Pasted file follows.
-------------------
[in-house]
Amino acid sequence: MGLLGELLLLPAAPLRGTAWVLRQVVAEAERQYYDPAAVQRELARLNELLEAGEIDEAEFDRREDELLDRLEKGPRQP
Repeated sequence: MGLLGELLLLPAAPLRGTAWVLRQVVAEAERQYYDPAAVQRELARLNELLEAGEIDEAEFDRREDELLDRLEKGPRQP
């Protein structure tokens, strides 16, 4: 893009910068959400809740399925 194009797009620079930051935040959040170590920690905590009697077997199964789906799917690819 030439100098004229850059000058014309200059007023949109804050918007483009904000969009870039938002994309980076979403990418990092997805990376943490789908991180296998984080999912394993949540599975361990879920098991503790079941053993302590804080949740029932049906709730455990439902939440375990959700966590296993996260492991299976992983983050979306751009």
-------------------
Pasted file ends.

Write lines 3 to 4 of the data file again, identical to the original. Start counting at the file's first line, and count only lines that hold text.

Repeated sequence: MGLLGELLLLPAAPLRGTAWVLRQVVAEAERQYYDPAAVQRELARLNELLEAGEIDEAEFDRREDELLDRLEKGPRQP
């Protein structure tokens, strides 16, 4: 893009910068959400809740399925 194009797009620079930051935040959040170590920690905590009697077997199964789906799917690819 030439100098004229850059000058014309200059007023949109804050918007483009904000969009870039938002994309980076979403990418990092997805990376943490789908991180296998984080999912394993949540599975361990879920098991503790079941053993302590804080949740029932049906709730455990439902939440375990959700966590296993996260492991299976992983983050979306751009």